One of the things every toddler "should be doing" was going to visit the Easter Bunny.
Garrett saw the bunny on his first Easter.
And his second Easter.
So cute! (Which is why Charlie and I were foolish enough to have another son four months after this photo.)
Then came Easter of 2002.
Garrett was in full blown SMS Toddlerhood. But, it was okay because "SMS was not going to define us." He was almost three and every three year old boy should go see the Easter Bunny.
Even if said toddler could not wait in long lines. Or wait at all. For anything. Ever!
We had to get our picture taken with the Easter Bunny. Had to. And the only place we could see that bunny was at the mall. So, we waited until Charlie's day off and planned our Man-to-Man Defense. Two adults, one baby and one Garrett. What could go wrong?
We got in line with our double seat stroller. The baby was in the back, reclined and quietly drinking his bottle. Garrett was in the front seat. He reached out and hit the kid in front of him. We backed up and Charlie stood between Garrett and the rest of the world. Garrett cried out and tried to break loose of the seat belt.
Charlie pointed to the bunny. "Look who it is Garrett! Do you want to see the Easter Bunny?" Garrett slapped his head. We took that as a "yes."
"Look at the tree Garrett! Did you ever see a tree in the mall?" He squirmed. He cried. He slapped his head. He bit his hand. And we stayed in line. "Look at the bunny's helpers. Look at the flowers. Look at the camera. Do you want to get your picture taken, Garrett?"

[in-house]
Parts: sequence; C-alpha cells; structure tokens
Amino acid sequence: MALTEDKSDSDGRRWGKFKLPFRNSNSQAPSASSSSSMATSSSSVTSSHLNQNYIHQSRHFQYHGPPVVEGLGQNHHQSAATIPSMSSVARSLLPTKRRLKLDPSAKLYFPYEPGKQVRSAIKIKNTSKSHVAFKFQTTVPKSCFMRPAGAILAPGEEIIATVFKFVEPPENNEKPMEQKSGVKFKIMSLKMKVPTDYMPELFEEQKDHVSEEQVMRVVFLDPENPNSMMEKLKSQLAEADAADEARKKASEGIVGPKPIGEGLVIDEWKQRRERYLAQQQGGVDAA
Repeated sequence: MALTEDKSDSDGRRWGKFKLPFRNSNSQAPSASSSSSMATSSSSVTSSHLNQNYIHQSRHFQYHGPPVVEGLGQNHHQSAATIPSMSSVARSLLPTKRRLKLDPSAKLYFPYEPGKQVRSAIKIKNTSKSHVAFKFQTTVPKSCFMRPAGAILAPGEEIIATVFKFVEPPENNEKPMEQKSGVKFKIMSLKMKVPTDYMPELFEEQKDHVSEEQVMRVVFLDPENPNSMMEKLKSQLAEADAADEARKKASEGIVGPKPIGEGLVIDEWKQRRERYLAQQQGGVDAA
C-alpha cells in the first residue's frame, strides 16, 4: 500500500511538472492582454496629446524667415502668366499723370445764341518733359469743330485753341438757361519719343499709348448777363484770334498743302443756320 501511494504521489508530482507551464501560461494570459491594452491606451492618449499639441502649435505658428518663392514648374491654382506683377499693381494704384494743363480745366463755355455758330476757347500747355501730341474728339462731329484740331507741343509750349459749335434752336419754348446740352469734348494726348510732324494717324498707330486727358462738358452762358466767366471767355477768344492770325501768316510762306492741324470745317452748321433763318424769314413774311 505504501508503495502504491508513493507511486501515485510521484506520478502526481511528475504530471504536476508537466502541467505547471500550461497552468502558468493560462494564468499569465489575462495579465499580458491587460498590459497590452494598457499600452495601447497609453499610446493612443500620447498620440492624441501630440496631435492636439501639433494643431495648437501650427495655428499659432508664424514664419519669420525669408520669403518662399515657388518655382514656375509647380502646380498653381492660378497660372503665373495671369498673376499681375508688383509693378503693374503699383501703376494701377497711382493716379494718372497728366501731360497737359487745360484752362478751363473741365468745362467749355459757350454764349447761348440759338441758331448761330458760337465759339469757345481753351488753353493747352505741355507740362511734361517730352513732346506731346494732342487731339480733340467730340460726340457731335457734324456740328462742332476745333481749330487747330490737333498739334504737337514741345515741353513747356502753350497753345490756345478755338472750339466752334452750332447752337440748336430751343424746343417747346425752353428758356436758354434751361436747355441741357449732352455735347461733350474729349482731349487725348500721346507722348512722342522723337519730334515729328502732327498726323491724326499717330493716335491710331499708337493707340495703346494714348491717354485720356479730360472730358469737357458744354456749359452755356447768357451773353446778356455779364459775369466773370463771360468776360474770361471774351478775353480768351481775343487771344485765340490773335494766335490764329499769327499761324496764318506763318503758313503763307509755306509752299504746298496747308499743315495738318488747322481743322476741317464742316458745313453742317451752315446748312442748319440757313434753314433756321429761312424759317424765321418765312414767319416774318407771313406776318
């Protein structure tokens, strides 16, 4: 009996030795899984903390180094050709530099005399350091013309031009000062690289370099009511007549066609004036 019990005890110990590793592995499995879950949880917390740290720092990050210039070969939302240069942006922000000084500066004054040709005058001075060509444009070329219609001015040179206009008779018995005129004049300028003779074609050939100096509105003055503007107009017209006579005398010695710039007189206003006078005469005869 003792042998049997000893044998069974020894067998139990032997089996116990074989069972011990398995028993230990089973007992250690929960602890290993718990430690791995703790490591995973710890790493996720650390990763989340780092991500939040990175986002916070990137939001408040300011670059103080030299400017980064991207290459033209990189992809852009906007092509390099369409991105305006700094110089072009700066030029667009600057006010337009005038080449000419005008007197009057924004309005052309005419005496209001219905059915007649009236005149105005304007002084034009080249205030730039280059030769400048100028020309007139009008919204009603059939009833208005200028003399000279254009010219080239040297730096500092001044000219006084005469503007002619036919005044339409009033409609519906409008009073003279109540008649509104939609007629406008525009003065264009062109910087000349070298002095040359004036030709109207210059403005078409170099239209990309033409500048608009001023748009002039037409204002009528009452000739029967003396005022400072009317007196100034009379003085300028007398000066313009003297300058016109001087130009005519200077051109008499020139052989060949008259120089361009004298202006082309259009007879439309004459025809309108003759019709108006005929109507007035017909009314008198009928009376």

Time stands still when you are in a long line with a three year old boy who was born with Smith-Magenis Syndrome.
Finally, it was our turn. We unfastened Garrett's belt and lifted him out of the front seat. His face was beet red and covered in some sort of tears-snot mixture. Garrett took off running. Charlie chased him down.
I sat the baby on the bunny's lap and Charlie put Garrett on the other leg.
"Smile!" he told Garrett.
The bunny's helper snapped the picture.
"Great job!" she said and leaned down to hand Garrett a plastic bunny finger puppet. I could not get there fast enough to block his arm.
Please, God, don't let him slap her.
Garrett took the toy and flung it towards Macy's. The helper's mouth dropped open.
"Uh-oh! You dropped your toy!" I said and grabbed both his arms, pinned them to his side and marched him out of the Bunny's Hippity-Happy Tree House.
We got in a second line to wait for that picture.
"Get on the Easter Bunny's lap and tell him what a good girl you've been!" I turned around and saw a little girl in a size 4T wedding dress. Apparently, her entire extended family had come to witness the Bunny visit.
"This picture is blurry." The bunny helper showed me our photo. Guess who was moving?
"It's fine." I just wanted to go home. No mother "should be doing" the bunny picture twice in one day.
"No, no. We'll do it again. You can hold him, Mom."
She made the bride get off of the bunny's lap. Grandma made a comment about "some children learning to wait their turn." I moved so that there was no coverage between her and Garrett's right arm. Our baby went back on the lap, but this time I held Garrett and we sat in the chair next to the rabbit.
Garrett was handed two more plastic bunny puppets. I grabbed them both and hid them in my fist. Another picture and we were finally done.
The Baby looked thrilled.
Garrett was still red and flushed.
But the most disturbing thing to me was the big guy himself.
The Easter Bunny.
Why was he smiling? Didn't he know he was in a mask? And why does this disturb me more than anything Garrett did that day?
This was our last Easter picture. Ever.
Our third son never saw the Easter Bunny. Because I no longer care what little boys "should be doing." This picture scared the holy jelly beans right out of me!